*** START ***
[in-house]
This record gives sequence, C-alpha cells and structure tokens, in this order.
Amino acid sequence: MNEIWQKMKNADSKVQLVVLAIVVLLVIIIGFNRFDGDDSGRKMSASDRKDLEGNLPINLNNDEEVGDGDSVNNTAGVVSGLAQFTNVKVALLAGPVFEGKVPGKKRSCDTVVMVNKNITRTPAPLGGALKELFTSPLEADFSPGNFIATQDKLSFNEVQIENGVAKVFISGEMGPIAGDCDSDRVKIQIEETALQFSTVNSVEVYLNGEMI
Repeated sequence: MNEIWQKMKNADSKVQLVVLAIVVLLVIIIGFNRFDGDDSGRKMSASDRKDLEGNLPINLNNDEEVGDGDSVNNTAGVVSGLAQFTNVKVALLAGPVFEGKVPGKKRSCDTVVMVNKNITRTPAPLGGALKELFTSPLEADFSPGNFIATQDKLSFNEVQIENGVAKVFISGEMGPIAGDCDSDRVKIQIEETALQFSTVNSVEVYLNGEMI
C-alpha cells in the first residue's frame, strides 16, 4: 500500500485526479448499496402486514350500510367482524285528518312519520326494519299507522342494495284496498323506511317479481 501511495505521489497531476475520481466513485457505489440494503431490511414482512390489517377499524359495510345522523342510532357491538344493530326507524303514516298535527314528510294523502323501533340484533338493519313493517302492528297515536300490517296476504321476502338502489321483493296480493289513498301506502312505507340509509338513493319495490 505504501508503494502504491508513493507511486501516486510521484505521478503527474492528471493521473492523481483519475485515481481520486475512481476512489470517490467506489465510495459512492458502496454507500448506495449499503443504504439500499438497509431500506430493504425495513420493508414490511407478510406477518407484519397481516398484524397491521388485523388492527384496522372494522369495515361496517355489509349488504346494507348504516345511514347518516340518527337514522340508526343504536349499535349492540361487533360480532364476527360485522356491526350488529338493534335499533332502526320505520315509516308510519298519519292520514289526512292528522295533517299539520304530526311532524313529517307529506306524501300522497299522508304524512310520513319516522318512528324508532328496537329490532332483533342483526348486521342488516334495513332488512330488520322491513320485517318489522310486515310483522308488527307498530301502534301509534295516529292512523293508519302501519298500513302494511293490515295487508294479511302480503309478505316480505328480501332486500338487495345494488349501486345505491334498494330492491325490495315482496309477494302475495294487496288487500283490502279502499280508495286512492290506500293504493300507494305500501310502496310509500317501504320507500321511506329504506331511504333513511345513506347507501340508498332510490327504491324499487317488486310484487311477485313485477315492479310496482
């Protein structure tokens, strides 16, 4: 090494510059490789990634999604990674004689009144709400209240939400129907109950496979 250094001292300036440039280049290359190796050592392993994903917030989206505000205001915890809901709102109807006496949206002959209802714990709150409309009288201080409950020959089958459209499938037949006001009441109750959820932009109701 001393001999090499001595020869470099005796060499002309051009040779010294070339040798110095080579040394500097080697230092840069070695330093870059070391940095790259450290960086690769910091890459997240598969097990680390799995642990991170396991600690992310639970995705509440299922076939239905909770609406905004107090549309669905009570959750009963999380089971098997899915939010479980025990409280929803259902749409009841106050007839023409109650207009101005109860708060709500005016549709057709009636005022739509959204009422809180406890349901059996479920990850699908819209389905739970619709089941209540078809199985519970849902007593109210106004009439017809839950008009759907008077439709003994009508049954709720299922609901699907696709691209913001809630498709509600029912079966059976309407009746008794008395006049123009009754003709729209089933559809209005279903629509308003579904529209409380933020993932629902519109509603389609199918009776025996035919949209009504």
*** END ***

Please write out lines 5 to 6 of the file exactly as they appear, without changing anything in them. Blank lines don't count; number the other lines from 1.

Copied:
C-alpha cells in the first residue's frame, strides 16, 4: 500500500485526479448499496402486514350500510367482524285528518312519520326494519299507522342494495284496498323506511317479481 501511495505521489497531476475520481466513485457505489440494503431490511414482512390489517377499524359495510345522523342510532357491538344493530326507524303514516298535527314528510294523502323501533340484533338493519313493517302492528297515536300490517296476504321476502338502489321483493296480493289513498301506502312505507340509509338513493319495490 505504501508503494502504491508513493507511486501516486510521484505521478503527474492528471493521473492523481483519475485515481481520486475512481476512489470517490467506489465510495459512492458502496454507500448506495449499503443504504439500499438497509431500506430493504425495513420493508414490511407478510406477518407484519397481516398484524397491521388485523388492527384496522372494522369495515361496517355489509349488504346494507348504516345511514347518516340518527337514522340508526343504536349499535349492540361487533360480532364476527360485522356491526350488529338493534335499533332502526320505520315509516308510519298519519292520514289526512292528522295533517299539520304530526311532524313529517307529506306524501300522497299522508304524512310520513319516522318512528324508532328496537329490532332483533342483526348486521342488516334495513332488512330488520322491513320485517318489522310486515310483522308488527307498530301502534301509534295516529292512523293508519302501519298500513302494511293490515295487508294479511302480503309478505316480505328480501332486500338487495345494488349501486345505491334498494330492491325490495315482496309477494302475495294487496288487500283490502279502499280508495286512492290506500293504493300507494305500501310502496310509500317501504320507500321511506329504506331511504333513511345513506347507501340508498332510490327504491324499487317488486310484487311477485313485477315492479310496482
């Protein structure tokens, strides 16, 4: 090494510059490789990634999604990674004689009144709400209240939400129907109950496979 250094001292300036440039280049290359190796050592392993994903917030989206505000205001915890809901709102109807006496949206002959209802714990709150409309009288201080409950020959089958459209499938037949006001009441109750959820932009109701 001393001999090499001595020869470099005796060499002309051009040779010294070339040798110095080579040394500097080697230092840069070695330093870059070391940095790259450290960086690769910091890459997240598969097990680390799995642990991170396991600690992310639970995705509440299922076939239905909770609406905004107090549309669905009570959750009963999380089971098997899915939010479980025990409280929803259902749409009841106050007839023409109650207009101005109860708060709500005016549709057709009636005022739509959204009422809180406890349901059996479920990850699908819209389905739970619709089941209540078809199985519970849902007593109210106004009439017809839950008009759907008077439709003994009508049954709720299922609901699907696709691209913001809630498709509600029912079966059976309407009746008794008395006049123009009754003709729209089933559809209005279903629509308003579904529209409380933020993932629902519109509603389609199918009776025996035919949209009504």